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The fastest man’s title is having new contenders with every running event. March 2024: “He was the fastest man ever to do it… And soon, it’ll be me,” Noah Lyles had said about targeting Jamaican legend Usain Bolt‘s record.

April 2024: “9.58 is obviously an extraordinary time but honestly I feel like it’s a lot of guys who are competing today who are not that far off if the track gods see fit for it to happen,” Christian Coleman added his take in the matter.

In May 2024, one more countryman joined in the chatter, unfazed by the backlash Lyles and Coleman had to face for their boastful remarks. Both sprinters failed to reach even close to Bolt’s time after their comments. They mostly clocked times around 10s. Looking at that, the track and field community mercilessly lashed out at them, branding them “slow”. Even after that, Lyles and Coleman’s relay teammate Fred Kerley chose to enter the fiery debate that had been raging on the track and field lately.

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In his deliberation, 3-time world champion Fred Kerley penned down an 8-word message on X to make things clear and it certainly does not look good for both Noah Lyles and Christian Coleman, facing stiff opposition en route to the throne. Kerley set the tone by making the statement, “World record next time I touch the 100m.”

In his last two 100m encounters, Fred remained in the sub-10 bracket, behind opponents like Christian Coleman and Akani Simbine. So, would it not be far-fetched for him to put his feet in Usain Bolt’s shoes this early? 

A track and field fan threw a question to the Tokyo Olympic medalist sprinter and challenged him to break Yohan Blake’s 100m record after the latter had put his statement on X and wrote, “Everyday ya’ll disrespect Yohan… Let’s get to his 9.69 first then worry about Bolt’s 9.58 later…” However, Fred Kerley had a fitting answer and replied, “We don’t disrespect no one  WE don’t think no of us here to be second best we work to damn hard. We shoot for the top.” But certainly, he knows he has a lot of work to do to set himself before Usain Bolt. 

In 100m sprinting, Fred Kerley’s personal best stands at 9.76 seconds made in Hayward Field, two years ago. Furthermore, this season, despite a thorough improvement, Fred’s top timing remains at 10.03 seconds, made in UMiami Cobb Stadium. But that does not make Noah Lyles and Christian Coleman anywhere in a better position. Here’s a comparative study of timing in the 100m sprint between the trio and Usain Bolt. 

AthletesPersonal bestSeasonal best
Usain Bolt9.58 secondsNot applicable
Noah Lyles9.83 seconds10.01 seconds
Christian Coleman9.76 seconds10.04 seconds
Fred Kerley9.76 seconds10.03 seconds

Notably, with their personal best times, Coleman and Kerley tie for the 6th place on the all-time list. However, Noah is still some distance away from them, sitting at the 15th position. Taking all of these factors into consideration, the comparative showcase raises the question: can they succeed? Justin Gatlin has a prediction.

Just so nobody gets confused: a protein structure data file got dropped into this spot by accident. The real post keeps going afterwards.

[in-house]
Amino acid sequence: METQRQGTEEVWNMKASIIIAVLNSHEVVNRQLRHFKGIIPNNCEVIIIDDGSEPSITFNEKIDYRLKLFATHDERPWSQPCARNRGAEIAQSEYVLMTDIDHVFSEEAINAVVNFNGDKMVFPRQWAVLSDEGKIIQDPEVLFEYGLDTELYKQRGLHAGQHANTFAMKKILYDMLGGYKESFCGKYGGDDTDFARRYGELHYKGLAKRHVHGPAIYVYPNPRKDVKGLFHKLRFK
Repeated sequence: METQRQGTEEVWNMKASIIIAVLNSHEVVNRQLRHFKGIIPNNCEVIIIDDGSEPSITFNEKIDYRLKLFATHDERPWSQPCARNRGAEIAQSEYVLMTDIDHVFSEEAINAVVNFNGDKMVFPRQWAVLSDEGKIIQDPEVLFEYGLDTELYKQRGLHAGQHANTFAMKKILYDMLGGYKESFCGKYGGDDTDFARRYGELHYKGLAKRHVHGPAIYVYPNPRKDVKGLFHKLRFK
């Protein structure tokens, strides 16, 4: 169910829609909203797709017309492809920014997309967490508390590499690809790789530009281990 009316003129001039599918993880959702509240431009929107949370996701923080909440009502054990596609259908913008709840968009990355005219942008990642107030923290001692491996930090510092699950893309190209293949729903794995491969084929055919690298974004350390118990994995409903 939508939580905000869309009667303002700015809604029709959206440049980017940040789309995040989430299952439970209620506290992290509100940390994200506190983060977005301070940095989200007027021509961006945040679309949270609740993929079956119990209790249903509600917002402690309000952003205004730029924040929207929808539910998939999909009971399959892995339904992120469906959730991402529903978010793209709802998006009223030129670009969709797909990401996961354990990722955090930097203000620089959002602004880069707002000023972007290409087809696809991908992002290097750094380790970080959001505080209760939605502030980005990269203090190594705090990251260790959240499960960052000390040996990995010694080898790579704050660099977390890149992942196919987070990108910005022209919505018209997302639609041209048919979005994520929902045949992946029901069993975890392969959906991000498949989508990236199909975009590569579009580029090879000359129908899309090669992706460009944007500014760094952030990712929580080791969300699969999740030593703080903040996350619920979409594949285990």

Noah Lyles and the USA brigade may have to put more on the track 

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Justin Gatlin believes that Bolt’s record is not something to be broken very soon, at least not by the present generation of sprinters. It might take one more generation of sprinters to finally get to that level, according to Gatlin. “Maybe not in this generation that we have now but the next one to come…hopefully we’ll see times that will be comparable to nine-five or better (from) the next generation,” Gatlin had said in this regard. Along similar lines, the present scenario truly looks a bit far away from the milestone.

Noah Lyles started this season with his 60m indoor stints. In his multiple encounters, he eventually displayed his mastery on the short tracks, earning success. In the meantime, he had also mentioned, “We worked on the 60 to help my 100 and my 200 and we’ve seen major progression in that.” That proved his ultimate bull’s eye- to top the record list in track and field, toppling Usain Bolt. Even the Zen, Usain Bolt himself baited his money on the 26-year-old American sprinter to be his successor if the latter keeps aside certain issues.

But as of now, Noah Lyles has failed to go near the existing 100m record. His wind-aided show in the USATF Bermuda Grand Prix brought him closer (9.96 seconds) to the record. But the track and field community still lashed out at him for being ‘slow’ in this overall season so far. The same goes with his compatriot, Christian Coleman. 

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The world indoor champion’s recent outdoor performances failed to tune in with the mood. Extending the complication, in the recently concluded Jamaican Invitational, Christian Coleman failed to take an entry in the leaderboard of the 200m race- the same event that put Fred Kerley in the second position, both bowing out to British runner Zharnel Hughes.

So, as things stand, the 100m heavy runners will have put a lot of effort into going past Usain Bolt’s record. So, till then, the fans might watch every step of these three sprinters.